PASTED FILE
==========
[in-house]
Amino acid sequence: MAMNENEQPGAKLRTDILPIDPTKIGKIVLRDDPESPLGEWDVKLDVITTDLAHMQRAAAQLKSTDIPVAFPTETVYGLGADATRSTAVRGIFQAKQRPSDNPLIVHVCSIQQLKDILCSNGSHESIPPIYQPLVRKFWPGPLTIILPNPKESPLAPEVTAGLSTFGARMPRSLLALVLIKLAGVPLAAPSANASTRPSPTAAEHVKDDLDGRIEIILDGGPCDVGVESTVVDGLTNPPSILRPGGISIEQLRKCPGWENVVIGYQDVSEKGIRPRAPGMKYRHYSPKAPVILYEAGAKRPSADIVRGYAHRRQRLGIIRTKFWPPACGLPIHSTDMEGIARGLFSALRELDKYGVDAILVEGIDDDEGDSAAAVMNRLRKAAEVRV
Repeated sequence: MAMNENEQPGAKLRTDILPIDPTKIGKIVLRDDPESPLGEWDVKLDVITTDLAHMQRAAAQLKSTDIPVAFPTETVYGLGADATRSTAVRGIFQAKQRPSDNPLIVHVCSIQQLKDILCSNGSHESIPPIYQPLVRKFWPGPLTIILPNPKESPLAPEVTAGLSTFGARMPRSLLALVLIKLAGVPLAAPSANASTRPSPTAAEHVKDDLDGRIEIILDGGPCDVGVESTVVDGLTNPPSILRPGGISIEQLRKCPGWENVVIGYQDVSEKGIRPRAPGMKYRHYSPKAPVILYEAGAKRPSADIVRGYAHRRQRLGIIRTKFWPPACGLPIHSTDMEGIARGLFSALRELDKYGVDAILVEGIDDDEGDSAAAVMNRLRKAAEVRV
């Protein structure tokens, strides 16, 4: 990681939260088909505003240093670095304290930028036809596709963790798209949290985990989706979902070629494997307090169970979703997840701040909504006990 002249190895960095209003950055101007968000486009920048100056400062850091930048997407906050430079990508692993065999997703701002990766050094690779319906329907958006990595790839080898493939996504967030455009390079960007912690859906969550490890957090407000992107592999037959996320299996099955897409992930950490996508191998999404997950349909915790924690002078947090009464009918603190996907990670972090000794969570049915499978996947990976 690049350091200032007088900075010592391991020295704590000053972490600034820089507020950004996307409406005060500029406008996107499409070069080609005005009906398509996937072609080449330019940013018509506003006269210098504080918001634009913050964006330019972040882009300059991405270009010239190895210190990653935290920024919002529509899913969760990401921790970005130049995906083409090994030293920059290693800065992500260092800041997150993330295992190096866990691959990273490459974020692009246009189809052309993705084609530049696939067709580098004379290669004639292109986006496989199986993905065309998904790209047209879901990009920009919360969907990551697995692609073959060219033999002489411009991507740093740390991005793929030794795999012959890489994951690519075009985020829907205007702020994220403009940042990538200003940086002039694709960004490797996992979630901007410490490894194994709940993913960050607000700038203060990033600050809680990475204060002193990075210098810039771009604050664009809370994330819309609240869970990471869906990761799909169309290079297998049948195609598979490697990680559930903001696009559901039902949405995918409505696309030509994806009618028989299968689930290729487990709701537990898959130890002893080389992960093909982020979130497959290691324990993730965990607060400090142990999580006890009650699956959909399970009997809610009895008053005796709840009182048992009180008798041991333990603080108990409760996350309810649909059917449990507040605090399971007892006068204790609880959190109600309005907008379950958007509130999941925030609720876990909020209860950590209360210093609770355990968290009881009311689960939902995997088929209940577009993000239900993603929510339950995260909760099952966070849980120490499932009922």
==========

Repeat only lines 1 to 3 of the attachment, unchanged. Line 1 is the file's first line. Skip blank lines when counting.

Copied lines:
[in-house]
Amino acid sequence: MAMNENEQPGAKLRTDILPIDPTKIGKIVLRDDPESPLGEWDVKLDVITTDLAHMQRAAAQLKSTDIPVAFPTETVYGLGADATRSTAVRGIFQAKQRPSDNPLIVHVCSIQQLKDILCSNGSHESIPPIYQPLVRKFWPGPLTIILPNPKESPLAPEVTAGLSTFGARMPRSLLALVLIKLAGVPLAAPSANASTRPSPTAAEHVKDDLDGRIEIILDGGPCDVGVESTVVDGLTNPPSILRPGGISIEQLRKCPGWENVVIGYQDVSEKGIRPRAPGMKYRHYSPKAPVILYEAGAKRPSADIVRGYAHRRQRLGIIRTKFWPPACGLPIHSTDMEGIARGLFSALRELDKYGVDAILVEGIDDDEGDSAAAVMNRLRKAAEVRV
Repeated sequence: MAMNENEQPGAKLRTDILPIDPTKIGKIVLRDDPESPLGEWDVKLDVITTDLAHMQRAAAQLKSTDIPVAFPTETVYGLGADATRSTAVRGIFQAKQRPSDNPLIVHVCSIQQLKDILCSNGSHESIPPIYQPLVRKFWPGPLTIILPNPKESPLAPEVTAGLSTFGARMPRSLLALVLIKLAGVPLAAPSANASTRPSPTAAEHVKDDLDGRIEIILDGGPCDVGVESTVVDGLTNPPSILRPGGISIEQLRKCPGWENVVIGYQDVSEKGIRPRAPGMKYRHYSPKAPVILYEAGAKRPSADIVRGYAHRRQRLGIIRTKFWPPACGLPIHSTDMEGIARGLFSALRELDKYGVDAILVEGIDDDEGDSAAAVMNRLRKAAEVRV